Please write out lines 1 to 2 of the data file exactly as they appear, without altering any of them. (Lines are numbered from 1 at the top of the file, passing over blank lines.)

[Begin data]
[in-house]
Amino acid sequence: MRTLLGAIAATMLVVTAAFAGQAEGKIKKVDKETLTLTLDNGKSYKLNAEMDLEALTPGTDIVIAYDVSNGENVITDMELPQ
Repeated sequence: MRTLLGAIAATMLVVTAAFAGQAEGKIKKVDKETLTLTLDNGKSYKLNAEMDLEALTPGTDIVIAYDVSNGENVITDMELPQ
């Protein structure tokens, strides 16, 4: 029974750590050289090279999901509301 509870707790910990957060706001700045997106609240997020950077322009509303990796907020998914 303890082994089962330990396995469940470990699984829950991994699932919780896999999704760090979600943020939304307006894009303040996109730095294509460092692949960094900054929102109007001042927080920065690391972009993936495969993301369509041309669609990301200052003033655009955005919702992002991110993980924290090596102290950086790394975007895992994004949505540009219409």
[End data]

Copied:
[in-house]
Amino acid sequence: MRTLLGAIAATMLVVTAAFAGQAEGKIKKVDKETLTLTLDNGKSYKLNAEMDLEALTPGTDIVIAYDVSNGENVITDMELPQ